Two blockchain researchers have released an 81-page paper exploring the impact of distributed ledgers on current post-trade securities processes in the financial securities industry.
Michael Mainelli and Alistair Milne, authors of the report The Impact and Potential of Blockchain on the Securities Transaction Lifecycle – which was financed with a research grant from the SWIFT Institute – conducted several interviews and focus group meetings with industry veterans to separate the facts from all the hype generated by the financial press.
The aim of the report was to ascertain the nature of the disruption that distributed ledgers would bring to the securities industry and which parts of the existing infrastructure would have to be upgraded. The report’s abstract reads:
“Our research finds that while the use of Blockchain to validate operational data in mutual distributed ledgers can yield substantial reductions in both cost and risk, the concept of data sharing itself is far from new.”
The abstract also states that for blockchains to become a standard in the industry, there would have to be an unprecedented level of coordination between existing firms and regulators, in addition to substantial financial investments from industry leaders.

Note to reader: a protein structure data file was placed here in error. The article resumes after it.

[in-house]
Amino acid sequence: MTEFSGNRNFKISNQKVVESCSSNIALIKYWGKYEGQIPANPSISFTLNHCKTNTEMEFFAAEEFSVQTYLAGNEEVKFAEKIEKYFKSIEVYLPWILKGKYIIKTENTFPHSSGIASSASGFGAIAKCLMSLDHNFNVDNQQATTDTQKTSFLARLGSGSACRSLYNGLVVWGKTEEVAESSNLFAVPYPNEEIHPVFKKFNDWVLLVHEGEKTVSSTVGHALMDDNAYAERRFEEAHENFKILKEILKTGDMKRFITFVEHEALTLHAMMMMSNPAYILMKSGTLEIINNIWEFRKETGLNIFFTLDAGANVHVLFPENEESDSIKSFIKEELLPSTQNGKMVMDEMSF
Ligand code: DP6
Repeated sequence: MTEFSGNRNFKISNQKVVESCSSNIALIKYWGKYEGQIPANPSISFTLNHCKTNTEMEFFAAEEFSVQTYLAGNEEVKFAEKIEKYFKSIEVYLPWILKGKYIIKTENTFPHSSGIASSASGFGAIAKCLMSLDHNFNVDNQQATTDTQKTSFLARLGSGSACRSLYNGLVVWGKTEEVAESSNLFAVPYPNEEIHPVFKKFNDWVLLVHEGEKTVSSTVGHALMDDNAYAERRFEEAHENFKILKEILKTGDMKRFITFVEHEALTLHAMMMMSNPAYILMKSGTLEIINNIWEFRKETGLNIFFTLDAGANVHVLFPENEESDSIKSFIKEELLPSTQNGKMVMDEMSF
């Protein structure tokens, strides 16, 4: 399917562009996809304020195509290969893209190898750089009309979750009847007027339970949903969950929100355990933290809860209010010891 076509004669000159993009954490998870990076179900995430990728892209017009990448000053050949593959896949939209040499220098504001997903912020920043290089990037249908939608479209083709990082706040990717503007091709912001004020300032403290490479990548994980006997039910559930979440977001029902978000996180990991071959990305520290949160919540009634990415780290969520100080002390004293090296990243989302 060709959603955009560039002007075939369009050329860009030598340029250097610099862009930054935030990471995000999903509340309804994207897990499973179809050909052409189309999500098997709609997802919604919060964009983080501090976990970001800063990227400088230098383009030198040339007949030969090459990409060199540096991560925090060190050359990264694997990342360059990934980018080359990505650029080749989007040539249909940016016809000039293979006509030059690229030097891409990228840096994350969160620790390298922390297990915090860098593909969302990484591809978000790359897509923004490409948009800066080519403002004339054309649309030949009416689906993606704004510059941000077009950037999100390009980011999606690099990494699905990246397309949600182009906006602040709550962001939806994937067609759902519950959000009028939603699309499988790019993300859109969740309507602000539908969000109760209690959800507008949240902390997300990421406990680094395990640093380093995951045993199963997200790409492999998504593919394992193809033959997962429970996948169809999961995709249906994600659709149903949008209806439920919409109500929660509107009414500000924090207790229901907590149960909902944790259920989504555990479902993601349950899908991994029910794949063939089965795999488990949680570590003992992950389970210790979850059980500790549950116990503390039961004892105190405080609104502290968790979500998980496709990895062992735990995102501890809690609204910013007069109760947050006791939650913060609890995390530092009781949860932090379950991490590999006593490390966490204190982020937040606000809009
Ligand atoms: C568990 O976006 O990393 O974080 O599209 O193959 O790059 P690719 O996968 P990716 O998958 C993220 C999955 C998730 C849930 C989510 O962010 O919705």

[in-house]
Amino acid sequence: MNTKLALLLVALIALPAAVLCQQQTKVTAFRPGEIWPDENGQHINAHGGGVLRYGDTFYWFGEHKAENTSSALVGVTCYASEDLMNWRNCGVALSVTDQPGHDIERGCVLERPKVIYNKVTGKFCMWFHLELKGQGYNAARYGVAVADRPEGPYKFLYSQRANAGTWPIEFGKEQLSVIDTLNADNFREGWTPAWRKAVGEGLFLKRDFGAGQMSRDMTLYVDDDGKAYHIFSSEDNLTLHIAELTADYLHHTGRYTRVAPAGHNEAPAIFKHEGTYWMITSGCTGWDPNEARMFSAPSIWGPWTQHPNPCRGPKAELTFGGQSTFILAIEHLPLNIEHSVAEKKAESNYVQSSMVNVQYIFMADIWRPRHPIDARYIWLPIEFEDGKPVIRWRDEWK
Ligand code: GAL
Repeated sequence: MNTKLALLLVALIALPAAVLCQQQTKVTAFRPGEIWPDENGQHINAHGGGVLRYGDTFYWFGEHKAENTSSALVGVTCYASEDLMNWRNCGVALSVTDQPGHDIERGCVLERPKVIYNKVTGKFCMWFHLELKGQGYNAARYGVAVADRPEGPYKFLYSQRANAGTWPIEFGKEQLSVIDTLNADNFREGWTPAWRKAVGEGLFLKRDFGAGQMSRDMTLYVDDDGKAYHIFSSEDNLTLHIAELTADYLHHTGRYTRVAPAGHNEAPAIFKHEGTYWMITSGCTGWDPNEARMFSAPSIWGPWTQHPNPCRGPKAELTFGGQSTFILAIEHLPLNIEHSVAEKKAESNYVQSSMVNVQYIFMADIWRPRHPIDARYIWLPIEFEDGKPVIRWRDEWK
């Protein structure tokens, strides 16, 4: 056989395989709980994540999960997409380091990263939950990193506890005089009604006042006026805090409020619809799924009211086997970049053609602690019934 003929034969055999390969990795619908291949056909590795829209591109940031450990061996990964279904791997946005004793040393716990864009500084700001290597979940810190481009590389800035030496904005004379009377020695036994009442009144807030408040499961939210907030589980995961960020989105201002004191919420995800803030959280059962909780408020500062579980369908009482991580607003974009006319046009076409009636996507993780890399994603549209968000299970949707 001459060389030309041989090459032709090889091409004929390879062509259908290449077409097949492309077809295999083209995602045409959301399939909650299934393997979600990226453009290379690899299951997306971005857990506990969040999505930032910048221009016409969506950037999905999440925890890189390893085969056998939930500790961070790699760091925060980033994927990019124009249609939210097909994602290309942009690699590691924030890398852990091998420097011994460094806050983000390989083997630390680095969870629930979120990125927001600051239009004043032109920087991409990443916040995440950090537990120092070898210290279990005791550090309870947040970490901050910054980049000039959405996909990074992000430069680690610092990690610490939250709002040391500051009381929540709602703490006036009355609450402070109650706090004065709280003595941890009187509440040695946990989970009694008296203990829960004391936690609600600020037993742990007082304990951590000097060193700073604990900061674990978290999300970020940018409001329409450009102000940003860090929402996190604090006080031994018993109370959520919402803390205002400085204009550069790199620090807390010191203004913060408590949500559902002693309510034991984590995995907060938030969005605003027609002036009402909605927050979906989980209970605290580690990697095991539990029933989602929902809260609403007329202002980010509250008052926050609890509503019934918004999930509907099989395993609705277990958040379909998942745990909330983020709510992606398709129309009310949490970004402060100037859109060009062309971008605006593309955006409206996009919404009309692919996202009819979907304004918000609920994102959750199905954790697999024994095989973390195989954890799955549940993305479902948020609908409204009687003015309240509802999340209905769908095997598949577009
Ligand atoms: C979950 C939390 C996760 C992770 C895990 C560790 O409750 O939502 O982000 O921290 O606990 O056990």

One key finding of the report revolved around the potential for blockchains to reduce the role of a “trusted third party” in centrally-controlled financial databases, but not entirely eliminating them. Instead, the report posits a hybrid technology called a mutual distributed ledger, where the trusted third party has much less responsibility and control.
The report states:
“As mutual distributed ledger technology is established, it can be expected to replace two functions of the trusted third party: safeguarding against duplicate or fraudulent transactions and preserving a verifiable public record of all transactions.”
Mainelli and Milne also concluded that the implementation of mutual distributed ledgers would require “substantial reengineering of operational processes” in the securities industry, comparing the transition to the recent move from three-day to two-day settlement for equity trades, which required a great deal of time and resources.
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